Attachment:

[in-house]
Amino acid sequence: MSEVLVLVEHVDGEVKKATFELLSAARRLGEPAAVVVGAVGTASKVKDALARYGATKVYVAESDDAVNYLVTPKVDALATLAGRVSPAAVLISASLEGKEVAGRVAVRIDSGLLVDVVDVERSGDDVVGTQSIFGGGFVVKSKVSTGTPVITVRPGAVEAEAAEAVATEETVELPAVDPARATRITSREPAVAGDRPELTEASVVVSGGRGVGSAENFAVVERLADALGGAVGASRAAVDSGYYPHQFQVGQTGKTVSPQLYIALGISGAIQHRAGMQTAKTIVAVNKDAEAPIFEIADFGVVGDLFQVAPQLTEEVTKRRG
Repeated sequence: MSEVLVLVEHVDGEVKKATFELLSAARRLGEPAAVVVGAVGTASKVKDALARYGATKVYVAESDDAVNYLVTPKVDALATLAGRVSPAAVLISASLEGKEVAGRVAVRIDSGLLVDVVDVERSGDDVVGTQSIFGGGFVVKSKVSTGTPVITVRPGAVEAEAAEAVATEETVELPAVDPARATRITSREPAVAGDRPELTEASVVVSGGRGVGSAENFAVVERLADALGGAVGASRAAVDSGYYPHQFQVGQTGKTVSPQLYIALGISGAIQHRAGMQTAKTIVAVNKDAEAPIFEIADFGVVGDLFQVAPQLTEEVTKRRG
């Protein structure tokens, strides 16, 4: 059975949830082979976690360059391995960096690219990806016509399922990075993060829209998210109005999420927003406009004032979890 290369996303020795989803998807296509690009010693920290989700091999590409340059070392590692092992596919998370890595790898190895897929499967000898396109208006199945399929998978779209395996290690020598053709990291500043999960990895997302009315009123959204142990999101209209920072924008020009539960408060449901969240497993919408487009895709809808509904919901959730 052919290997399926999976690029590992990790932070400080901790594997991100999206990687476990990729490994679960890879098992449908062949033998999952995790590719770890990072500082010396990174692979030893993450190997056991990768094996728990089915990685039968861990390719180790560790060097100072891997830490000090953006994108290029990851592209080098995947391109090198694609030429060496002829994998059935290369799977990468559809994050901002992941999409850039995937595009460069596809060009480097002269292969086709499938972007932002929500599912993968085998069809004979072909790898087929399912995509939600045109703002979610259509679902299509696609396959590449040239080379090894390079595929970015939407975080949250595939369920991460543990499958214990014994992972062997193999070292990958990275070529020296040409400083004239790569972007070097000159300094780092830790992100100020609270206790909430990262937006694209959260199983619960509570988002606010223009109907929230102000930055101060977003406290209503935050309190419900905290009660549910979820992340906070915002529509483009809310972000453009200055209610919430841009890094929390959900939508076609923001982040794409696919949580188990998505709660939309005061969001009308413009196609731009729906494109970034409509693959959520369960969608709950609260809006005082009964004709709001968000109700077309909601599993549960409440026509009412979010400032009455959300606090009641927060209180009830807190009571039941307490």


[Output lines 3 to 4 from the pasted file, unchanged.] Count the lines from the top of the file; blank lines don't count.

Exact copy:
Repeated sequence: MSEVLVLVEHVDGEVKKATFELLSAARRLGEPAAVVVGAVGTASKVKDALARYGATKVYVAESDDAVNYLVTPKVDALATLAGRVSPAAVLISASLEGKEVAGRVAVRIDSGLLVDVVDVERSGDDVVGTQSIFGGGFVVKSKVSTGTPVITVRPGAVEAEAAEAVATEETVELPAVDPARATRITSREPAVAGDRPELTEASVVVSGGRGVGSAENFAVVERLADALGGAVGASRAAVDSGYYPHQFQVGQTGKTVSPQLYIALGISGAIQHRAGMQTAKTIVAVNKDAEAPIFEIADFGVVGDLFQVAPQLTEEVTKRRG
């Protein structure tokens, strides 16, 4: 059975949830082979976690360059391995960096690219990806016509399922990075993060829209998210109005999420927003406009004032979890 290369996303020795989803998807296509690009010693920290989700091999590409340059070392590692092992596919998370890595790898190895897929499967000898396109208006199945399929998978779209395996290690020598053709990291500043999960990895997302009315009123959204142990999101209209920072924008020009539960408060449901969240497993919408487009895709809808509904919901959730 052919290997399926999976690029590992990790932070400080901790594997991100999206990687476990990729490994679960890879098992449908062949033998999952995790590719770890990072500082010396990174692979030893993450190997056991990768094996728990089915990685039968861990390719180790560790060097100072891997830490000090953006994108290029990851592209080098995947391109090198694609030429060496002829994998059935290369799977990468559809994050901002992941999409850039995937595009460069596809060009480097002269292969086709499938972007932002929500599912993968085998069809004979072909790898087929399912995509939600045109703002979610259509679902299509696609396959590449040239080379090894390079595929970015939407975080949250595939369920991460543990499958214990014994992972062997193999070292990958990275070529020296040409400083004239790569972007070097000159300094780092830790992100100020609270206790909430990262937006694209959260199983619960509570988002606010223009109907929230102000930055101060977003406290209503935050309190419900905290009660549910979820992340906070915002529509483009809310972000453009200055209610919430841009890094929390959900939508076609923001982040794409696919949580188990998505709660939309005061969001009308413009196609731009729906494109970034409509693959959520369960969608709950609260809006005082009964004709709001968000109700077309909601599993549960409440026509009412979010400032009455959300606090009641927060209180009830807190009571039941307490």